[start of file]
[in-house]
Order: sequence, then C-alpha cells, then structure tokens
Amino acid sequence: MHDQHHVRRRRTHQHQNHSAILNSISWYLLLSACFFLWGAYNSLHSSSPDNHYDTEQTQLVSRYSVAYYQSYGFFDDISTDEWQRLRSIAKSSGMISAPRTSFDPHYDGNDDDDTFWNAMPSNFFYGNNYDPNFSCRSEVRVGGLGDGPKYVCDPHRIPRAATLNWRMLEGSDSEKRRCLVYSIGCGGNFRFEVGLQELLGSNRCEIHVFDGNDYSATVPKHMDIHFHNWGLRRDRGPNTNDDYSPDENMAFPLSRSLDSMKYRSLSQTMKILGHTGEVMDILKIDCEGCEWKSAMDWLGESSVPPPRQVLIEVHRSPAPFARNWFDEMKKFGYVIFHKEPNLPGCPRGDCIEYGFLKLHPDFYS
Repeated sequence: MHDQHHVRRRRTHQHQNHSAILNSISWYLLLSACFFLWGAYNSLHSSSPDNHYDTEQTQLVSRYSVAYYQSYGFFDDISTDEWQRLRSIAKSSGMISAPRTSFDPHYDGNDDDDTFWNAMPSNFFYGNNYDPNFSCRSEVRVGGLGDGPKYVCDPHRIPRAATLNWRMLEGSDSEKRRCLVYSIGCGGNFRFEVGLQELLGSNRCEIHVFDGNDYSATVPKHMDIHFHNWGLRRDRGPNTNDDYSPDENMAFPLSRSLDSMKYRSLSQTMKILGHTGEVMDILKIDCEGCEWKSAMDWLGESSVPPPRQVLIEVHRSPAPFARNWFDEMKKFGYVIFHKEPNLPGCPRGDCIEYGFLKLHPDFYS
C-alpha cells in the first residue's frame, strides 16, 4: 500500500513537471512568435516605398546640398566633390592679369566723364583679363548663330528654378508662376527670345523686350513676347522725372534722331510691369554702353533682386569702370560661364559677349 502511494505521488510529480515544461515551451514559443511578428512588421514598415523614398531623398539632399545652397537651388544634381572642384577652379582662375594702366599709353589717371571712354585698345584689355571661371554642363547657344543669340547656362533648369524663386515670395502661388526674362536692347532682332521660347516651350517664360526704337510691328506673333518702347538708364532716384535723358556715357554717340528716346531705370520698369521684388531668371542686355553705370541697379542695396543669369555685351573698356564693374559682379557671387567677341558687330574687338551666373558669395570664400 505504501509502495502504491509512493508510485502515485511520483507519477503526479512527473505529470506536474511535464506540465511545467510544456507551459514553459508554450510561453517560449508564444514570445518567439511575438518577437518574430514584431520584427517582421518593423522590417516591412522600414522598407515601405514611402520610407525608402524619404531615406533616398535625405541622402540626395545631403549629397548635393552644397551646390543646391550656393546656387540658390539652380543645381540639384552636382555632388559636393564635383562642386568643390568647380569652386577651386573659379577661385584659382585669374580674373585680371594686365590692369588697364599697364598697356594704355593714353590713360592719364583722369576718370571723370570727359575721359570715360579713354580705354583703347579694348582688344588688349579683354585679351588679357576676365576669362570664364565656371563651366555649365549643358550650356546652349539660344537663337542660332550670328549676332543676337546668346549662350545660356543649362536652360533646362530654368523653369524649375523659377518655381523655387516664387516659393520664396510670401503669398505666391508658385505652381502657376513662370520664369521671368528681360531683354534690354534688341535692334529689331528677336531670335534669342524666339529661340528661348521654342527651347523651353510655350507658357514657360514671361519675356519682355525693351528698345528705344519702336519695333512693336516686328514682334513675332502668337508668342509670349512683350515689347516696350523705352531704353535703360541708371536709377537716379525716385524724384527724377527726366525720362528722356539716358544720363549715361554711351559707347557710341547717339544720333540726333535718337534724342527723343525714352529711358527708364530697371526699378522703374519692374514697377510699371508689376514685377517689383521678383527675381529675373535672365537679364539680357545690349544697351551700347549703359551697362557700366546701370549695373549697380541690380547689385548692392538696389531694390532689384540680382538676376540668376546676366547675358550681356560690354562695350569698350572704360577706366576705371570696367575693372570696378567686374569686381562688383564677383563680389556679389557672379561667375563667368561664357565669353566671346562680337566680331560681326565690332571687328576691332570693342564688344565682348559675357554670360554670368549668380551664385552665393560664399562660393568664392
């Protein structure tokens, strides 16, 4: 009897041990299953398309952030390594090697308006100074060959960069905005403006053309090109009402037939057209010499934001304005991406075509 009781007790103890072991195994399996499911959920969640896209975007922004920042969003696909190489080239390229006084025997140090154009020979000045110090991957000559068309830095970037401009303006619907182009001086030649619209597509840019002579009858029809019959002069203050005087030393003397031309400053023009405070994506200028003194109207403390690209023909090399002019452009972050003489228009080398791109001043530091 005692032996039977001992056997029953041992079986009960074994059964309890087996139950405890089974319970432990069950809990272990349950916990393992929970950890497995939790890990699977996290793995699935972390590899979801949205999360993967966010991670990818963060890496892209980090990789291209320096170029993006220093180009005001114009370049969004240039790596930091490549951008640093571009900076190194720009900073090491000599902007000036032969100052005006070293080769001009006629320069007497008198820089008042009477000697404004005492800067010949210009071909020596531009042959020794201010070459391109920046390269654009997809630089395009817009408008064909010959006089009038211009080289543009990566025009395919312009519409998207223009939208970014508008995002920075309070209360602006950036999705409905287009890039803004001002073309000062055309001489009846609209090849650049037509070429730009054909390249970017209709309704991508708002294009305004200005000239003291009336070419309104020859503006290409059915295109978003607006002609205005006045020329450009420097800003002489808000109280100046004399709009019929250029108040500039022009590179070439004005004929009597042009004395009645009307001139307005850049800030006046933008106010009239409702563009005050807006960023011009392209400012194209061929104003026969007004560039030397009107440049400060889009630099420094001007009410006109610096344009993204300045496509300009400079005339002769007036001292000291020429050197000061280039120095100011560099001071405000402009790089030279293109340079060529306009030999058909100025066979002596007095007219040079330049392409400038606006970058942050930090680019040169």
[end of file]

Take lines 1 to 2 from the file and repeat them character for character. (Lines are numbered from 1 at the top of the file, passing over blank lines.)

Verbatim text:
[in-house]
Order: sequence, then C-alpha cells, then structure tokens